¶2 Thereafter the surety company filed its petition in intervention, wherein it alleged, in substance, that on the 18th day of May, 1909, it signed, as surety for said bank, a bond to the state of Oklahoma, for the sum of $ 50,000, to protect the state of Oklahoma against loss by reason of a deposit made in said bank of the funds coming into the possession of the commissioners of the land office of said state by virtue of their duties under the law; that ever since the Bank Commissioner had taken charge of the assets of said bank he had acted under the direction and control of the state banking board, composed of the Governor, State Auditor, President of the Board of Agriculture, Secretary of State, and Superintendent of Public Instruction, so that the Governor, State Auditor, and President of the Board of Agriculture comprised a majority and quorum of both the state banking board and commissioners of the land office; that immediately after said Bank Commissioner had taken charge of said bank the secretary of the school land board, acting under the direction and control of the Governor, State Auditor and President of the Board of Agriculture, made what they claimed was a demand for the money secured by said bond upon said Bank Commissioner, and said Bank Commissioner, acting under the authority arid control of the Governor, State Auditor and President of the Board of Agriculture, comprising a majority of the banking board, refused the demand made by the secretary of the school landboard; that thereupon said majority of the commissioners of the land office demanded of said surety company the sum of $ 50,000, the penalty of said bond executed by said surety, said commissioners claiming that they had on deposit with said bank at the time of its failure a large sum of money, in excess of the penalty of said bond; that the Bank Commissioner, under the direction of said majority of the board of land commissioners, comprising also a majority of the state banking board, had been paying the claims of other depositors in full without in any way protecting the said deposit made by the board of land commissioners; that, in the administration of the affairs of said bank, said Bank Commissioner had used in whole or in part, in paying off other depositors and creditors of said bank, approximately a half million dollars obtained from the depositors' guaranty fund; that it was the purpose and intent of said Bank Commissioner to pay off other creditors in full, to the exclusion of the deposit of the state of Oklahoma and the commissioners of the land office, secured by said bond of said surety company, and that the effect of said payments would be to unjustly and wrongfully prefer creditors who were being paid to the exclusion of the commissioners of the land office of the state of Oklahoma and to the detriment of the said surety company; that said surety company, at the time said Bank Commissioner took possession of said bank and its assets, was liable on said bond, and still remained liable thereon to the full amount, unless discharged by the wrongful and improper conduct of said Bank Commissioner and said banking board; that it was the purpose of said Bank Commissioner not only to pay off all other depositors of said bank to the exclusion of the state and the commissioners of the land office, but it was also the purpose of said Bank Commissioner to repay to said state banking board the depositors' guaranty fund which had been advanced by it in preference to the deposit secured by said bond of said surety company. The surety company prayed that said Bank Commissioner be enjoined from paying out any of the assets remaining in his hands to other creditors of said bank in preference to the state of Oklahoma and the commissioners of the land office, on account of the deposit secured by said bond of said surety company, and that said Bank Commissioner be restrained and enjoined from repaying to the banking board of the state of Oklahoma the guaranty fund ad- vanced to him, or any part thereof, prior to the paying in full of the deposit secured by said bond of said surety company.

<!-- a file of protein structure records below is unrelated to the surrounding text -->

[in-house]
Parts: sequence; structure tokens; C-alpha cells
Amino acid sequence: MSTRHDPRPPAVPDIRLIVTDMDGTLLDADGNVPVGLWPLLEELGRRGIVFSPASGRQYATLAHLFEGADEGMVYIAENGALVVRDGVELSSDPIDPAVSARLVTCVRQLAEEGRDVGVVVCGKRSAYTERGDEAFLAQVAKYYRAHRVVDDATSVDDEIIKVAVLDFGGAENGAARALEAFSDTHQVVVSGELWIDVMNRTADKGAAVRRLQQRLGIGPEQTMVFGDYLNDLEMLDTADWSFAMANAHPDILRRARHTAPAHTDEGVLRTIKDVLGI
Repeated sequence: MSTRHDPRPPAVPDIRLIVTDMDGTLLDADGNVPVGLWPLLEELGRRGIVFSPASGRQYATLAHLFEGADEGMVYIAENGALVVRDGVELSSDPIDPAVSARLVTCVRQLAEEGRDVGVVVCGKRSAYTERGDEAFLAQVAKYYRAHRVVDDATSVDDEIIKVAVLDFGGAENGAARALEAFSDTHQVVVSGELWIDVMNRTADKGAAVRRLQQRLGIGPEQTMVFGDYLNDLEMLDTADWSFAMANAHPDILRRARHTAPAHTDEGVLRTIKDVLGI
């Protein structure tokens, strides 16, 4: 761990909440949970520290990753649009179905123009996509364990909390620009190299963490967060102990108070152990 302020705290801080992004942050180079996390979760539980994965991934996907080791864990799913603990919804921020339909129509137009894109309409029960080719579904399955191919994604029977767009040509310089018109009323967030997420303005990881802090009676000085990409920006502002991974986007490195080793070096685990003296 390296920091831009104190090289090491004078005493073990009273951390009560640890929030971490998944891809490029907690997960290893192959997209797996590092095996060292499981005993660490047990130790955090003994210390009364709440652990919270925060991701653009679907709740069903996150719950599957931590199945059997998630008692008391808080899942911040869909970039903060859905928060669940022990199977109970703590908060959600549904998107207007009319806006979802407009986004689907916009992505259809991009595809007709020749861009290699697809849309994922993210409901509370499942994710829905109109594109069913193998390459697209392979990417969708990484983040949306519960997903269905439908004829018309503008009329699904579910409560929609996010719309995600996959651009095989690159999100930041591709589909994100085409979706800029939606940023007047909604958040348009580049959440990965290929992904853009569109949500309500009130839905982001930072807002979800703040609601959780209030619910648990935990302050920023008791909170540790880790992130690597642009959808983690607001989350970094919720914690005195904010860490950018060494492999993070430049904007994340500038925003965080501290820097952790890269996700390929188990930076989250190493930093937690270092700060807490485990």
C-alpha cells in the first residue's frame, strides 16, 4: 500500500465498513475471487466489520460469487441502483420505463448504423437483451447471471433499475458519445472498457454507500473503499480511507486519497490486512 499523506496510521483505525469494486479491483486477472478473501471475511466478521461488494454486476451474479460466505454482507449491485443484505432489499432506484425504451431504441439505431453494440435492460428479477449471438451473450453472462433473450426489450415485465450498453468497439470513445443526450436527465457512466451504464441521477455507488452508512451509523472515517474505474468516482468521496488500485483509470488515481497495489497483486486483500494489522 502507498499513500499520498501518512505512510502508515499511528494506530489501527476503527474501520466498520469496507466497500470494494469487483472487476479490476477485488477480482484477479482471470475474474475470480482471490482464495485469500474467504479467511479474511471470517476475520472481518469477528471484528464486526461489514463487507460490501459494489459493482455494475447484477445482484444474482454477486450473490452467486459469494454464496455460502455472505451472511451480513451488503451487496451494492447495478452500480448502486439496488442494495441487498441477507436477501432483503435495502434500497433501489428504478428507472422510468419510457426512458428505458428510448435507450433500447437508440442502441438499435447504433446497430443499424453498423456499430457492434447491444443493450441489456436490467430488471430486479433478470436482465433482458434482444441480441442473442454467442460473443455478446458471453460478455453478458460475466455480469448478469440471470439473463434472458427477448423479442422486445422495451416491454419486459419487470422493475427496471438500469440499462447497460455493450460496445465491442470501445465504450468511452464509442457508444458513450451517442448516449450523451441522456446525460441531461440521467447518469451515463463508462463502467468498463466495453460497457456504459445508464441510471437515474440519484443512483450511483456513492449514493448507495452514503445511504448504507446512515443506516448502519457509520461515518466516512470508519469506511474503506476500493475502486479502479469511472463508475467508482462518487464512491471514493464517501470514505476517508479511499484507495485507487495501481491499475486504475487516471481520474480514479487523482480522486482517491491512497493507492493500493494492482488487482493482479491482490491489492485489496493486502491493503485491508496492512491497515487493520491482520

¶3 The cause was submitted to the court below upon the pleadings, whereupon a decree was rendered restraining the Bank Commissioner from repaying to the banking board of the state of Oklahoma, or any other person or persons or officers, any part of the depositors' guaranty fund of the state of Oklahoma, which had been used, or was on hand, or available for use at the time that the commissioners of the land office made demand upon said surety company for $ 50,000, and said Bank Commissioner was ordered and directed to treat the amount due the commissioners of the land office as a deposit in said bank, and pay over to said depositors their pro rata share of the assets of said bank, and to further pay to said depositors the deficit, if any there might be, after said distribution out of the guaranty fund which had been used, or which was on hand or available for use, on the respective dates on which demand was made by said depositors upon said surety company. Exceptions to the rulings of the court were reserved by the Bank Commissioner and said surety company, and the case is now here for review upon their petition in error and cross-petition in error.